Area Forecast Discussion
Issued by NWS Tulsa, OK

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445
FXUS64 KTSA 250043
AFDTSA

Area Forecast Discussion
National Weather Service Tulsa OK
743 PM CDT Mon Apr 24 2017

.DISCUSSION...

Increasing westerly flow aloft, on the leading edge of a strong
extended cross-Pacific jet, has forced lee troughing out west on
the High Plains. The surface high that was over our area yesterday
has shifted southeast, and this has resulted in a tight pressure
gradient over the region. South winds and higher dewpoints will
lead to a much milder night tonight compared to last night. The
current forecast has this covered, so no changes are needed at
this time. Shortwave energy on the nose of the Pacific jet will
bring a chance for storms by this time tomorrow night.

Lacy

&&

.PREV DISCUSSION... /Issued 557 PM CDT Mon Apr 24 2017/

AVIATION...
CONCERNING TAF SITES KTUL/KRVS/KBVO/KMLC/KXNA/KFYV/KFSM/KROG.
VFR TAF elements will prevail through the period. SFC gusts between
20-25kts will be common at most sites from mid morning on.

PREV DISCUSSION... /Issued 358 PM CDT Mon Apr 24 2017/

DISCUSSION...
Southerly winds will stay up tonight which will result in a much
milder night than what we have seen recently. A very warm day will
then follow Tuesday, with some places approaching record highs. A
fair amount of high cloudiness may be just enough to hold
temperatures below record levels.

A cold front will move across the area late Tuesday night and
Wednesday, with scattered to numerous showers and thunderstorms
expected to develop along and ahead of the front. Despite the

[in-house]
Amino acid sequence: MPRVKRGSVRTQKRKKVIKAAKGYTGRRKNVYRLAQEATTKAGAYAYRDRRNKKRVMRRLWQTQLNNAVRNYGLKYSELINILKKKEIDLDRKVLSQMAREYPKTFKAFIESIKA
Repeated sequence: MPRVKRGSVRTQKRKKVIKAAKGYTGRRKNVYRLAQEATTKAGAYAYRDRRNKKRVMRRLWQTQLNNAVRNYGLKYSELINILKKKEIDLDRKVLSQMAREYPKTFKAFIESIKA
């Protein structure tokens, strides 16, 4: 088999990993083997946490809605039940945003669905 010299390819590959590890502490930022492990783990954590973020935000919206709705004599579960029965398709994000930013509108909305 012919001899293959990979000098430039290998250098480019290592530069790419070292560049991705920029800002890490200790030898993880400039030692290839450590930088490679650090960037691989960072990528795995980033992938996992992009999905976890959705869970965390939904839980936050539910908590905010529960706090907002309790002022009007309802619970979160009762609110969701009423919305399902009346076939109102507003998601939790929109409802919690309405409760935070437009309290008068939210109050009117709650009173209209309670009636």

unfavorable time of day, strong to severe storms are likely in
northeast Oklahoma Tuesday night, and into far eastern Oklahoma
and western Arkansas Wednesday morning into early afternoon. A
cold rain may linger into Wednesday evening behind the front as
an upper low moves across the area.

The forecast late this week into the weekend remains fraught with
uncertainty. A strong upper level storm system will move out of
the Rockies into the Plains this weekend. The old frontal boundary
will return north as a warm front and will provide a focus for
potential severe thunderstorms, heavy rainfall, and flooding. The
biggest question lies in just how far north this front will
advance, and the trend in the models has been farther to the
south. This may focus the higher severe weather chances to the
southern and eastern parts of our forecast area, with heavy
rainfall/flooding potential to the north, but perhaps not all the
way to the Kansas border. A wide range of temperatures will also
exist across the boundary, and have adjusted the blended
temperatures to reflect the consensus of the various model
solutions.

Sunday looks like a raw day with a few wraparound showers
remaining possible. After a chilly night Sunday night, a quick
warmup is expected early next week.

Stayed close to guidance temperatures the next couple days, with
the coldest guidance preferred behind the frontal boundary
Wednesday.

&&

.PRELIMINARY POINT TEMPS/POPS...
TUL   60  87  55  57 /   0   0  70  70
FSM   55  86  67  73 /   0   0  40  80
MLC   60  87  64  67 /   0   0  40  80
BVO   55  87  52  53 /   0  10  70  70
FYV   52  81  63  68 /   0   0  40  80
BYV   54  82  64  70 /   0   0  30  90
MKO   58  86  63  64 /   0   0  60  80
MIO   56  83  55  56 /   0   0  80  90
F10   59  87  58  58 /   0   0  60  70
HHW   57  86  68  72 /   0   0  30  70

&&

.TSA WATCHES/WARNINGS/ADVISORIES...
OK...None.
AR...None.
&&

$$

LONG TERM....30



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